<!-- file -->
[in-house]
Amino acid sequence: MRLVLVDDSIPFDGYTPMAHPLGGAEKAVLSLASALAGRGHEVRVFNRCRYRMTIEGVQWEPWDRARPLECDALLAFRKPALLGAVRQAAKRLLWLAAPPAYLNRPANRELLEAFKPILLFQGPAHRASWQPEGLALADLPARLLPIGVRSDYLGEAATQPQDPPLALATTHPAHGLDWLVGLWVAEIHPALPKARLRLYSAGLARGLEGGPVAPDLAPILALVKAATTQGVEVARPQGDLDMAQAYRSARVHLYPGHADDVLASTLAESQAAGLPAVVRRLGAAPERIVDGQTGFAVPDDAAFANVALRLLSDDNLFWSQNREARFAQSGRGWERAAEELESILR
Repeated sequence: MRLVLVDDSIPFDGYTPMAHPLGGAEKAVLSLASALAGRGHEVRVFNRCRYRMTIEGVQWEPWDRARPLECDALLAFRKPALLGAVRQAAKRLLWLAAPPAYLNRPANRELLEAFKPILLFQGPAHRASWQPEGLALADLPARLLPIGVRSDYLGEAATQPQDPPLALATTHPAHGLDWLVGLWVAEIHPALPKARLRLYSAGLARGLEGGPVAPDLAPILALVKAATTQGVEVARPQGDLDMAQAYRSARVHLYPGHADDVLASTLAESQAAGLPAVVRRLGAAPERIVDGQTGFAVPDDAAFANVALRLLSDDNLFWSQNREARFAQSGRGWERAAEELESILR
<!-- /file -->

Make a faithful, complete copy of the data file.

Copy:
[in-house]
Amino acid sequence: MRLVLVDDSIPFDGYTPMAHPLGGAEKAVLSLASALAGRGHEVRVFNRCRYRMTIEGVQWEPWDRARPLECDALLAFRKPALLGAVRQAAKRLLWLAAPPAYLNRPANRELLEAFKPILLFQGPAHRASWQPEGLALADLPARLLPIGVRSDYLGEAATQPQDPPLALATTHPAHGLDWLVGLWVAEIHPALPKARLRLYSAGLARGLEGGPVAPDLAPILALVKAATTQGVEVARPQGDLDMAQAYRSARVHLYPGHADDVLASTLAESQAAGLPAVVRRLGAAPERIVDGQTGFAVPDDAAFANVALRLLSDDNLFWSQNREARFAQSGRGWERAAEELESILR
Repeated sequence: MRLVLVDDSIPFDGYTPMAHPLGGAEKAVLSLASALAGRGHEVRVFNRCRYRMTIEGVQWEPWDRARPLECDALLAFRKPALLGAVRQAAKRLLWLAAPPAYLNRPANRELLEAFKPILLFQGPAHRASWQPEGLALADLPARLLPIGVRSDYLGEAATQPQDPPLALATTHPAHGLDWLVGLWVAEIHPALPKARLRLYSAGLARGLEGGPVAPDLAPILALVKAATTQGVEVARPQGDLDMAQAYRSARVHLYPGHADDVLASTLAESQAAGLPAVVRRLGAAPERIVDGQTGFAVPDDAAFANVALRLLSDDNLFWSQNREARFAQSGRGWERAAEELESILR